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BSC or SCB 1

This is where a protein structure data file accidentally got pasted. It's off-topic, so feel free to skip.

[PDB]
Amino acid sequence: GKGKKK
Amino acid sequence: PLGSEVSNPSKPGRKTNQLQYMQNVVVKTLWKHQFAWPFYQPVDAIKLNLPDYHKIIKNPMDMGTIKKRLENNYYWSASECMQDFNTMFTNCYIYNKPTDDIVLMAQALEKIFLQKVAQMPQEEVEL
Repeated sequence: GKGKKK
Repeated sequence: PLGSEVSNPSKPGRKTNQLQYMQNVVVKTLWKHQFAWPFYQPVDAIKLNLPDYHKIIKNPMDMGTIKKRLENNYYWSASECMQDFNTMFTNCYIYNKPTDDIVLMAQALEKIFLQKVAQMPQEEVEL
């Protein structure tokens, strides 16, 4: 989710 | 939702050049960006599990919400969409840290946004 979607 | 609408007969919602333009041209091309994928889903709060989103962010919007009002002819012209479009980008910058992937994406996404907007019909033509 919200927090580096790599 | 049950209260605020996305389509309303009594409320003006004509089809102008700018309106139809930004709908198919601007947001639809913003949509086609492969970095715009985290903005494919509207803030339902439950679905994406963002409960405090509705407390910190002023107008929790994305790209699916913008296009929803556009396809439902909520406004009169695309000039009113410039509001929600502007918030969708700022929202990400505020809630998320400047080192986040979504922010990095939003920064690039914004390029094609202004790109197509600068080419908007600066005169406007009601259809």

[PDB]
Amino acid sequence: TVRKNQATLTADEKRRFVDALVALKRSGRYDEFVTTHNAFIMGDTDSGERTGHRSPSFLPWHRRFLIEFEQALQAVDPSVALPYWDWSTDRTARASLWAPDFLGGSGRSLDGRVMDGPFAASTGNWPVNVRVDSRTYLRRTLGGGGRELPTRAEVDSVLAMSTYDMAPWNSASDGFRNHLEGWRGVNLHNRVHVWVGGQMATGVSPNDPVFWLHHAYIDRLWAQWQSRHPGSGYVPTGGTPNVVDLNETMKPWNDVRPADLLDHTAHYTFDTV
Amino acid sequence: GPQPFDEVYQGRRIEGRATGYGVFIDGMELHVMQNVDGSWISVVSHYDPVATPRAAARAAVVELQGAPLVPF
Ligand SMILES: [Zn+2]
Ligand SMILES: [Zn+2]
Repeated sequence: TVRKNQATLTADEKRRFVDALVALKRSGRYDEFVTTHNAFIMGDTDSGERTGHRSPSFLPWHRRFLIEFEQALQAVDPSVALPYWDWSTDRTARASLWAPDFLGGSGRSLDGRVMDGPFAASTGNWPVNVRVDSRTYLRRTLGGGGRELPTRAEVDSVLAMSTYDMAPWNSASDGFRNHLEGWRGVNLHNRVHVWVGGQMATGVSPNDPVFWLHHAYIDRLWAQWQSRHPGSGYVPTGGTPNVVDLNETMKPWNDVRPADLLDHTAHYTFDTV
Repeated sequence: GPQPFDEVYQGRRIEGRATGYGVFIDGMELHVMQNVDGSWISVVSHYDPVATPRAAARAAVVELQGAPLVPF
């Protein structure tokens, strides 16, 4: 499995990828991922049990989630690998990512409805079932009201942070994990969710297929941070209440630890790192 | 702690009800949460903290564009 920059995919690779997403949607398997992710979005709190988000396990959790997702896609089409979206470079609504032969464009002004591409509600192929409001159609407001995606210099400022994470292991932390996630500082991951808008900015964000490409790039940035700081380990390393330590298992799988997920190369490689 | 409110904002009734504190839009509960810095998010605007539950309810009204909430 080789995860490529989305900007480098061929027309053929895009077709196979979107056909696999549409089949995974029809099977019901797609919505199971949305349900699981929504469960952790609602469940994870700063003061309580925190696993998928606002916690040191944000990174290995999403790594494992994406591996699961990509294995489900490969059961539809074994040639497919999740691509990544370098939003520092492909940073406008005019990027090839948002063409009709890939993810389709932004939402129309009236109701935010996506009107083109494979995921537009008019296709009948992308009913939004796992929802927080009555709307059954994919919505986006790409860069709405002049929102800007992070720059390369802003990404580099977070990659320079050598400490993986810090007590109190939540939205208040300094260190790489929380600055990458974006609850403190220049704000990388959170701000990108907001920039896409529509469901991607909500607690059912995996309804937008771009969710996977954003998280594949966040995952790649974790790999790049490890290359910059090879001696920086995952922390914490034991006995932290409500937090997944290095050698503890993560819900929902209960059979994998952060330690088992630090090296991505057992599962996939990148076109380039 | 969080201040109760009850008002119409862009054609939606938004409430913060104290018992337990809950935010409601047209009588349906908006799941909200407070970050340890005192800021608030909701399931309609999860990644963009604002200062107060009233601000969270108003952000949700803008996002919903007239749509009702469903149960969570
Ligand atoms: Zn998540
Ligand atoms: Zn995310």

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   1 BSC or SCB 1   The intention of this paper is to talk about language developments in the ‘Bosnian’ language or rather Bosnian Serbo -Croat (  BSC  ), or even more appropriately Serbo-Croatian  –  Bosnian variant ( SCB ). The article about the ‘madness’ of war language in Bosnia, the language situation preceding the formal acknowledgement of the ‘Bosnian’ langua ge, was published by the same author earlier 2 . The question of the role of language in a society is a complex one; the political impact of ‘creating’ a new language is not the least important among the factors which define a language. Still, language as either a means of communication or even identification ought to have certain specific features defining it as an independent and sovereign language. Not everybody would agree with this attitude though, so it might be helpful to consider the view taken by Chris Agee, who in a recent collection of poems by poets from Bosnia, makes this observation: “Language is a totem of personal and collective self  -definition.  Nowadays, in any event, Bosnian is the ‘Serbo - Croat’ spoken by all those who keep faith, in some sense, with Bosnia in its historic form. All the poets here, therefore, w rite in Bosnian.” 3  The fall of the Yugoslav Federation brought about the formation of new nation states, and each of these made a conscious effort to develop its own language which, till then, was called either Serbo-Croat or Croato-Serbian ( SC  ) and was spoken in Croatia, Bosnia-Herzegovina, Montenegro and Serbia. As for the language situation in Bosnia-Herzegovina before the fall of the Yugoslav Federatio n, the official language policy was to use both the ‘western’ and the ‘eastern’ variant which meant a wider choice of language use, a richer language. Since 1992 the situation has changed significantly and the attempted ‘creation’ of a new language stemming from the one previously known as SC is going to be the topic of this paper. The conscious attempts to nurture a distinct language quickly became inseparable from the formulation of official language policy documents which aimed to prescribe received usage in the new language. Since that very year the author left Sarajevo, all the examples presented here will refer 1   The paper requested by and presented at the conference: “Language in the Former Yugoslav Lands” , organised by the Centre for South-East European Studies, School of Slavonic and East European Studies, University College London, but not included in their publication. 2   “Language and Identity in Bosnia - Herzegovina”, in Political Discourse in Transition in Europe 1989-1991, ed. P.A. Chilton, M. V. Ilyin & J. L. Mey, John Benjamins, 1998, pp. 251-264. 3  Scar on the Stone  –   Contemporary Poetry from Bosnia, ed. by Chris Agee, Bloodaxe Books 1998, p. 17.   2 only to the language as used in print, not the ‘spoken language’. All the examples are taken from Bosnian newspapers. The new orthographic manual, which both describes and prescribes usage, will also be quoted as the official guideline for ‘correct’ language use.  Hence it seems reasonable to start by examining the Pravopis bosanskoga  jezika  4  (the orthographic manual). According to this book  5 : “U narodnim govorima, knji`evnoj i ukupnoj jezi~koj djelatnosti  Bo{njaka sa~uvana je neprekinuta veza sa slavenskim naslije|em od najranijeg razdoblja.”   (In the folk speech, literary and total language activity of the Bosniaks an uninterrupted connection with the Slav heritage has been retained from the earliest times.) 6  and the reasons for a somewhat belated codification of the Bosnian language are: “... (oni su) samo dru{tvene naravi .”  ((they are) only of social nature.) 7  Since 1960 the orthographic manuals based on Novi Sad agreement were in use and, as the author states: “ Ti priru~nici nisu uva`avali osobenost bo{nja~kog jezi~kog bi}a, razaraju}i ga ne{tedimice …”   (These manuals did not appreciate the specific nature of the Bosniak language corpus, destroying it mercilessly ...) 8  Here, one should pose a different question, a question which does not refer to the substance of ‘Bosnian’ language, but rather to the somewhat unclear use of the terms “Bosnian” and “Bosniak”. The Pravopis  tells us, at the very beginning, that: “ Ovo je prvi pravopis bosanskog jezika. Namijenjen je Bo{njacima, kojima je bosanski jezik maternji (upravo tim imenovanjem jezika  –  a ne 4   Pravopis bosanskoga jezika , Senahid Halilovic, Preporod, Sarajevo, 1996. 5  NB: All the translations in this paper are literal translations so as to retain the complexity of the matter and the definitions in the srcinal. 6  Op. cit. Pravopis , p. 6. 7  Ibid. p. 6. 8  Ibid. p. 6.   3 imenom bo{nja~ki  –   Bo{njaci obuhva}aju svoju ukupnu kulturnu okomicu; i na popisu stanovni{tva 1991. to se potvrdilo: oko 90% Bo{njaka, odnosno 38% `itelja Bosne i Hercegovine izjasnilo se da im je bosanski  jezik maternji), kao i pripadnicima drugih naroda u Bosni i Hercegovini i u svijetu koji bosanski jezik p rihva}aju kao svoj.” (This is the first orthographic manual of Bosnian language. It is written for the Bosniaks whose mother tongue is Bosnian (by naming the language as such  –  and not calling it Bosniak   –  the Bosniaks comprise their own entire cultural vertical; and the 1991 Census confirmed it: about 90% of the Bosniaks, i.e. 38% of the inhabitants of Bosnia and Herzegovina declared that Bosnian is their mother tongue), as well as for other nationals in Bosnia and Herzegovina and those throughout the world who accept Bosnian language as their own.)  9  The same book offers many more explanations and arguments describing “Bosnian language” in terms of “Bosniak culture” in Bosnia and Herzegovina, but since it is not the major topic of this paper it will suffice to mention one, among many similar quotations, this time from the newspapers, which indicates that the term “Bosniak”, though rather vague, may actually be a way of referring to the Moslem ethnic group in Bosnia and Herzegovina and elsewhere. “Hrvati, Srbi i Bo{njaci ponovo su konstitutivni na teritoriji cijele Bosne i Hercegovine.” (Croats, Serbs and Bosniaks are again constitutive on the whole of the territory of Bosnia and Herzegovina.)  10   The dilemma concerning the terms “Bosnian” and “Bosniak” could well be the topic of another paper. However, this calls for another question. Namely, if ‘Bosnian’ is spoken by the Bosniaks, which language do the Bosnian Serbs and Croats speak: ‘Bosnian’, or ‘Croatian’ and ‘Serbian’ respectively? To go back to the questions of ‘Bosnian’ language it is worth turning back to the Pravopis bosanskoga jezika. It informs us that it is based upon the principle of not changing those elements which appeared in the previous orthographic manuals and did not need changing: ”…  zato su prihva}ena rje{enja koja su ovjerena kao uspje{na. Nova su rje{enja, dakle, uvo|ena samo kada je bilo nu`no.”   9  Op. cit. Pravopis, p. 6. 10   “Bosna se vra}a sebi”,  Dani , Internet, 7/4/00, p. 1.   4 (… hence  the solutions which proved successful were accepted. The new solutions were, thus, introduced only when necessary.) 11  Where there were two possible solutions to a problem the author(s) of this Pravopis  inform us that they tried to reduce them to one, the better one, according to their opinion. Does not that sound as an attempt to impoverish the language? The good news about keeping some of the ‘old linguistic traditions’ lies in the fact that both Cyrillic and Roman script are to be used. After the introductory notes, very much like every other orthographic manual, this Pravopis  gives various rules of language use, illustrated by examples taken from literature, mostly fiction. The only odd thing about these is that they include translations from other   languages. 1/ in order to illustrate the use of comma, among other examples the following is offered: (10)  Budu}i da sufizam predstavlja unutarnji izraz islama, njegovo u~enje je u biti ezoteri~ko tuma~enje Kur’ ana.  (T. Burchardt/Ibrahim Izz ad-Din, Uputa prema unutarnjem u~enju islama ,  prev . R. Mahmut}ehaji}) ((10) Since Sufism  represents an inner expression of Islam, its doctrine in its essence is an esoteric interpretation of Koran. (T. Burchardt/Ibrahim Izz ad-Din, Instructions Towards/According the Inner Teachings of Islam) translation R. Mahmut}ehaji})) 12  2/ illustrating the use of colon there is also the following example: (1)   Tri su vrste ljudi: znalac o Bogu, tra`itelj znanja na putu izbavljenja i narod obi~ni koji …  (Ali ibn Ebi-Talib,  Nehd`ul-belaga , prev. R. Mahmut}ehaji} & M. Had`i}) 13 . ((1) There are three kinds of people: those who know about God, those who seek knowledge on their way to redemption and the common people who …(Ali ibn Ebi -Talib,  Nehdyul-belaga 14 ,   translation R. Mahmut}ehaji} & M. Had`i})) 15 . New elements are presented in Chapter vii: the chapter which deals with sounds. However, one of the confusions in this chapter lies in the fact that it is 11  Op cit. Pravopis, p. 7. 12  Ibid. p. 82. 13  Op. cit. Pravopis . p. 84. 14  The translation could not be found in A. [kalji}, Turcizmi u srpskohrvatskom jeziku . 15  Op. cit. Pravopis . p. 84.   5 not always clear whether the author(s) are referring to sounds or to the letters which represent them. The use of the consonant sound represented  by the letter ‘ h’   is the most obvious example of the introduction of new elements in this area. Hence we come across various rules for the use of ‘ h’  , such as: “ Glas h nalazi se u osnovnim i izvedenim rije~ima u kojima mu je u  postanku (etimologiji) mjesto, kao i u rije~ima u kojima je naknadno razvijen (ovakve rije~i popisane su u Pravopisnome rije~niku.)”  (The consonant ‘ h’   appears in basic, as well as in derived words, where it was placed according to its srcin (etymology), but also in the words in which it was introduced later. Such words are listed in the dictionary part of this book.) 16   There are, though, various types of words with consonant ‘ h’   also listed on page 121. On the one hand, there are words where one, as a native speaker, would have always used this consonant, for example: hotel  hotel tih 17   quiet etc. in addition, however, the ones where this consonant was not so common, such as: mahana  defect, uvehnuti 18  wilt etc. But in some words in the standard Bosnian language this Pravopis  states that it is common to use the consonant ‘ h’  ,   adding the remark that: “U s tandardnome bosanskom jeziku ovakve oblike i izvedenice od njih nepravilno je pisati bez glasa h.” 16  Ibid. p. 121. 17  Ibid. p. 121. 18  Ibid. p. 121.